© True North Inspection Services, LLC
ACCURATE - PROFESSIONAL - TRUSTED OVER 3,000 INSPECTIONS COMPLETED

208.505.1050

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Radon

Radon is a cancer causing, radioactive gas. It is the second leading cause of lung cancer in the United States, and the leading cause of lung cancer among non-smokers. You cannot see it, smell it or taste it. Radon is produced by the natural breakdown of uranium in soil, rock and water. Exposure to elevated levels of radon greatly enhances the risk of lung cancer, and even small exposures to radon can result in increased cancer risk. Smoking combined with radon poses a very serious risk. Radon gas can enter a home from the soil under the house through cracks in the concrete slab, floors, or walls and through floor drains, sump pumps, construction joints and cracks or pores in hollow-block walls. Normal pressure differences between the house and the soil can create a slight vacuum in the house, which can draw radon from the soil into the building. The design, construction and ventilation of the home can affect the radon levels of the home. There is a very effective method for reducing radon levels in a home, but prior to investing in installation of a mitigation system, the radon levels should be measured.

Radon in Idaho

The U.S. EPA and the U.S. Geological Survey have evaluated the radon potential in the U.S. and have developed the map below to assist National, State, and local organizations to target their resources and to assist building code officials in deciding whether radon-resistant features are applicable in new construction. The EPA states that all homes should be tested regardless of geographic location. The map assigns each of the 3,141 counties in the U.S. to one of three zones based on radon potential. Each zone designation reflects the average short-term radon measurement that can be expected to be measured in a building without the implementation of radon control methods. The radon zone designation of the highest priority is Zone 1. <Back>
Zone 1
Zone 2
Zone 3

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© True North Inspection Services, LLC
ACCURATE - PROFESSIONAL - TRUSTED  OVER 3,000 INSPECTIONS COMPLETED

208.505.1050

<Back>

Radon

Radon is a cancer causing, radioactive gas. It is the second leading cause of lung cancer in the United States, and the leading cause of lung cancer among non-smokers. You cannot see it, smell it or taste it. Radon is produced by the natural breakdown of uranium in soil, rock and water. Exposure to elevated levels of radon greatly enhances the risk of lung cancer, and even small exposures to radon can result in increased cancer risk. Smoking combined with radon poses a very serious risk. Radon gas can enter a home from the soil under the house through cracks in the concrete slab, floors, or walls and through floor drains, sump pumps, construction joints and cracks or pores in hollow-block walls. Normal pressure differences between the house and the soil can create a slight vacuum in the house, which can draw radon from the soil into the building. The design, construction and ventilation of the home can affect the radon levels of the home. There is a very effective method for reducing radon levels in a home, but prior to investing in installation of a mitigation system, the radon levels should be measured.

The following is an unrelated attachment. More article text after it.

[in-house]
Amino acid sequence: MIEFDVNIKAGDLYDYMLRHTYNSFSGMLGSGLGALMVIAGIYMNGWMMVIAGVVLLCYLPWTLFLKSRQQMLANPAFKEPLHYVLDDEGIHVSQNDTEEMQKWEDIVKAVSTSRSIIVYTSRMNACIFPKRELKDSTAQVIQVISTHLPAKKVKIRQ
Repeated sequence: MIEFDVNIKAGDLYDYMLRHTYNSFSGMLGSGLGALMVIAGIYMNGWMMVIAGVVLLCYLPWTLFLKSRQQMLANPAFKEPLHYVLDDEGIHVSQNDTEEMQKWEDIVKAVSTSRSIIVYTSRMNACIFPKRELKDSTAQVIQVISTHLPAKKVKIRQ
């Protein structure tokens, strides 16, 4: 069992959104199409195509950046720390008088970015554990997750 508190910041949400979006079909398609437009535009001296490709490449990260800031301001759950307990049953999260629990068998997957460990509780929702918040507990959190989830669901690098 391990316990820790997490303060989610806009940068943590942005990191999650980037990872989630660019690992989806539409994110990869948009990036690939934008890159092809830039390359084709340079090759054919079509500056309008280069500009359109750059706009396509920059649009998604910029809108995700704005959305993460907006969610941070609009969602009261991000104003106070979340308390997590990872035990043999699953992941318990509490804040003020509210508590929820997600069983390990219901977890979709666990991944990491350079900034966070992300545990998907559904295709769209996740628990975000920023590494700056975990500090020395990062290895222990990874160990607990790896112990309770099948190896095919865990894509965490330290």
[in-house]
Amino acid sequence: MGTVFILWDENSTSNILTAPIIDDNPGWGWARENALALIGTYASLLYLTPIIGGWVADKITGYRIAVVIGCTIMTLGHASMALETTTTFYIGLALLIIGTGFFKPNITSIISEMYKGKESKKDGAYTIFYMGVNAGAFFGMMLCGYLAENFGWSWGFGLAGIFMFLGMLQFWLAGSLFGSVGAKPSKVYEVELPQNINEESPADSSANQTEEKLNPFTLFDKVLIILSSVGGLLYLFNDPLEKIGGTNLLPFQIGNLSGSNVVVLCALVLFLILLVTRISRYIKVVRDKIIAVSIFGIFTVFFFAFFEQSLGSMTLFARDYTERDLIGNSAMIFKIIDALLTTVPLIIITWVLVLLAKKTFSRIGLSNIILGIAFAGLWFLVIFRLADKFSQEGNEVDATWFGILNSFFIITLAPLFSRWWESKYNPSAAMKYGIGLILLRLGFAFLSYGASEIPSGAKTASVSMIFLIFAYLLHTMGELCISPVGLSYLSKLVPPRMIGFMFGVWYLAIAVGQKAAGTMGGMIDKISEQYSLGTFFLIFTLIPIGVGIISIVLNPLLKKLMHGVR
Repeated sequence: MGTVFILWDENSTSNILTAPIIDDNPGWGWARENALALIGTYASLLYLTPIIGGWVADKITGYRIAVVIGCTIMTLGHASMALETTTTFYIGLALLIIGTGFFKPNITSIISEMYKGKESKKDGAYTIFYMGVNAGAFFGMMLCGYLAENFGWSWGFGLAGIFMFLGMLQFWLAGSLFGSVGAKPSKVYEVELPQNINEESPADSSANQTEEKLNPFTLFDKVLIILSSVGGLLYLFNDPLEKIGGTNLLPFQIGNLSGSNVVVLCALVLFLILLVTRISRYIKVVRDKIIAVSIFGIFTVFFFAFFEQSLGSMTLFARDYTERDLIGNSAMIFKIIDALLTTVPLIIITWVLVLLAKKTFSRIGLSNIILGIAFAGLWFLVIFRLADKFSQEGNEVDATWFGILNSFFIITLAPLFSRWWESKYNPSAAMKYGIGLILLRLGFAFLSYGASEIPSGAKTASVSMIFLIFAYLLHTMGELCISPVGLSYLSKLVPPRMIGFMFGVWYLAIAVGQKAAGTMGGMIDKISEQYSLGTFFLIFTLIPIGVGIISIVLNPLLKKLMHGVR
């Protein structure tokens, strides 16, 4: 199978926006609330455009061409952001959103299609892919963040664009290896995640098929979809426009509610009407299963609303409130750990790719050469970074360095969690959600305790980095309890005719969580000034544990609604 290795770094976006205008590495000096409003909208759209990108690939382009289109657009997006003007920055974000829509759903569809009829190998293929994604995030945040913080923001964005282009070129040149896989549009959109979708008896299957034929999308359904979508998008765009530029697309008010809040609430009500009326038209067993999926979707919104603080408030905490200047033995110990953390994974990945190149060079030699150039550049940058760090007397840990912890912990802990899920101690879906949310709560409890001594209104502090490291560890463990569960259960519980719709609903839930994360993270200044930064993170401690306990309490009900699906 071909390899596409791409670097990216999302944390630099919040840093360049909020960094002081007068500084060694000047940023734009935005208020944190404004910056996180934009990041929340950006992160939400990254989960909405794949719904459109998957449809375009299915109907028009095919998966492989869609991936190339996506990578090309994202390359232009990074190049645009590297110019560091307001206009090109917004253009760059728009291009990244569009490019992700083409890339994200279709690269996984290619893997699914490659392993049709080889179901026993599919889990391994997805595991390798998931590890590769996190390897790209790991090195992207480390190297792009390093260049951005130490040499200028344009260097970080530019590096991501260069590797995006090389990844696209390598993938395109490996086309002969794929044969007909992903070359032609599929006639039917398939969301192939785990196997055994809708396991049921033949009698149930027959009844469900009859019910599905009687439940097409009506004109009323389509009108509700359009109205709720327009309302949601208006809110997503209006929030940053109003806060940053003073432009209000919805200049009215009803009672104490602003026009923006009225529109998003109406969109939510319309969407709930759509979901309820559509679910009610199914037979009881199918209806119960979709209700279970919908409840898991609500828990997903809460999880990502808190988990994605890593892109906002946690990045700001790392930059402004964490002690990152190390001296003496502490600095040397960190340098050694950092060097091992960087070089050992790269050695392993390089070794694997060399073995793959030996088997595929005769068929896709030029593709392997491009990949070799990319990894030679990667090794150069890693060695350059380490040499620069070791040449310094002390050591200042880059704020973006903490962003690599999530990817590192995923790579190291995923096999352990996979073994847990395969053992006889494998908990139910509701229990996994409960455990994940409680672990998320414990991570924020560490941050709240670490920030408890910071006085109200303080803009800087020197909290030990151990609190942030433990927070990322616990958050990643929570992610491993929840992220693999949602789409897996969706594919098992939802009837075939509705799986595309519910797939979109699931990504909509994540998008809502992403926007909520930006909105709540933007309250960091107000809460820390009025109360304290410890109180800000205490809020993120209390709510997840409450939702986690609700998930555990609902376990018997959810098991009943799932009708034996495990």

Radon in Idaho

The U.S. EPA and the U.S. Geological Survey have evaluated the radon potential in the U.S. and have developed the map below to assist National, State, and local organizations to target their resources and to assist building code officials in deciding whether radon-resistant features are applicable in new construction. The EPA states that all homes should be tested regardless of geographic location. The map assigns each of the 3,141 counties in the U.S. to one of three zones based on radon potential. Each zone designation reflects the average short-term radon measurement that can be expected to be measured in a building without the implementation of radon control methods. The radon zone designation of the highest priority is Zone 1. <Back>
Zone 1
Zone 2
Zone 3

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